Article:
when animes have good stories but a lot of unnecessary fanservice
"The Buddhists say if you meet somebody and your heart pounds, your hands shake, your knees go weak, that’s not the one. When you meet your ‘soul mate’ you’ll feel calm. No anxiety, no agitation"
What is love?
Her definition was by far my favorite
VIVA LA REVOLUTION
wHY IS THERE A CRUSTACEAN IN THE LAB
girl: so u wanna fuck with the lights on or off bae?
me: *thinks about the electricity bill*
me: in the dark ;)
Done by Jonathan Love at EOD Tattoo, Denver, CO.
I hope this sinks in your hearts.sign the petitionhttps://www.change.org/petitions/president-barack-obama-please-enact-new-federal-laws-to-protect-citizens-from-police-violence-and-misconduct#sharethis post has so many likes if half of signed up it would make a great change
BETWEEN HELMAND AND KANDAHAR, AFGHANISTAN. Registan desert, January 1978. Brahui woman with traditional face tattoos.
Photograph by Roland and Sabrina Michaud.
The Brahui or Brohi (Brahui: براہوی, Sindhi: بروہي) are an ethnic group of about 2.5 million people with the majority found in Sindh and Baluchistan, Pakistan, but they are also found in smaller numbers in neighboring Afghanistan and Iran. The Brahuis are almost entirely Sunni Muslims.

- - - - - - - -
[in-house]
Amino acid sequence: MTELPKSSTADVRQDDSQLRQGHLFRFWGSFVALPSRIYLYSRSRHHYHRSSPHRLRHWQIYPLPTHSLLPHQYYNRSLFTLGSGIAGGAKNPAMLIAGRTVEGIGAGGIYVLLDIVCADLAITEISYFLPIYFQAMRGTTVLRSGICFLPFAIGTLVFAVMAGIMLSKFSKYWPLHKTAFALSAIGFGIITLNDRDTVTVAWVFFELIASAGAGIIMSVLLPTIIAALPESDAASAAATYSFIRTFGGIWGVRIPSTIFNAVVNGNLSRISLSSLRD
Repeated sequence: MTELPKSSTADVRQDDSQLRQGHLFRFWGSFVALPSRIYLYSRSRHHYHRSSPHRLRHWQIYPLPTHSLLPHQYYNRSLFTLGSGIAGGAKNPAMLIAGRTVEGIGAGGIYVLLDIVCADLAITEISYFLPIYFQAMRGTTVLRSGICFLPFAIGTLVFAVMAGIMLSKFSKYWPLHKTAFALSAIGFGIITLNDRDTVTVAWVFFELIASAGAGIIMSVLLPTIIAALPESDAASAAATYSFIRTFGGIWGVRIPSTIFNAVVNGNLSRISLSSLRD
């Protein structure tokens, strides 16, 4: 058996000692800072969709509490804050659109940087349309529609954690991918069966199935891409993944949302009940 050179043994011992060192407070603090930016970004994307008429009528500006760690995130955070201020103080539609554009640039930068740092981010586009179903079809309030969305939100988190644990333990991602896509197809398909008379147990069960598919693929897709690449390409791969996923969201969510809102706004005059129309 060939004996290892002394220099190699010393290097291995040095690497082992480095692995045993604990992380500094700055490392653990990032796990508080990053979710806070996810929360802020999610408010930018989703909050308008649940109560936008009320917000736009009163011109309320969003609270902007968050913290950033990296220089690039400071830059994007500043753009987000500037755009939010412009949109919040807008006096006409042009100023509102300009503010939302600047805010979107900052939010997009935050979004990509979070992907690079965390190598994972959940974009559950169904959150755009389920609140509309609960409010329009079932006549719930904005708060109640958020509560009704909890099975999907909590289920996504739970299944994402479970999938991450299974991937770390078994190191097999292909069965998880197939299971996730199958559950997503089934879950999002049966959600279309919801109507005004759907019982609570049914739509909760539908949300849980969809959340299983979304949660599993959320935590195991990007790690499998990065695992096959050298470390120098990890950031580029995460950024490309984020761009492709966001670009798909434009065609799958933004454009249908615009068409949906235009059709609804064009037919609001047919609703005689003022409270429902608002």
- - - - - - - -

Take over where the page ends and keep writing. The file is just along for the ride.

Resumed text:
The ethnonym “Brahui” is a very old term and a purely Dravidian (South Indian) one. The fact that other Dravidian languages only exist further south in India has led to several speculations about the origins of the Brahui. There are three hypotheses regarding the Brahui that have been proposed by academics. One theory is that the Brahui are a relic population of Dravidians, surrounded by speakers of Indo-Iranian languages, remaining from a time when Dravidians were more widespread. Another theory is that they migrated to Baluchistan from inner India during the early Muslim period of the 13th or 14th centuries. A third theory says the Brahui migrated to Balochistan from Central India after 1000 AD. The absence of any older Iranian (Avestan) influence in Brahui supports this last hypothesis.
Over the centuries, due to their location, the Brahui have mixed with Iranian peoples as well as the Sindhis, among other Indo-Aryan peoples. They culturally resemble their Baloch and Sindhi neighbors, although they still continue to speak their Brahui language.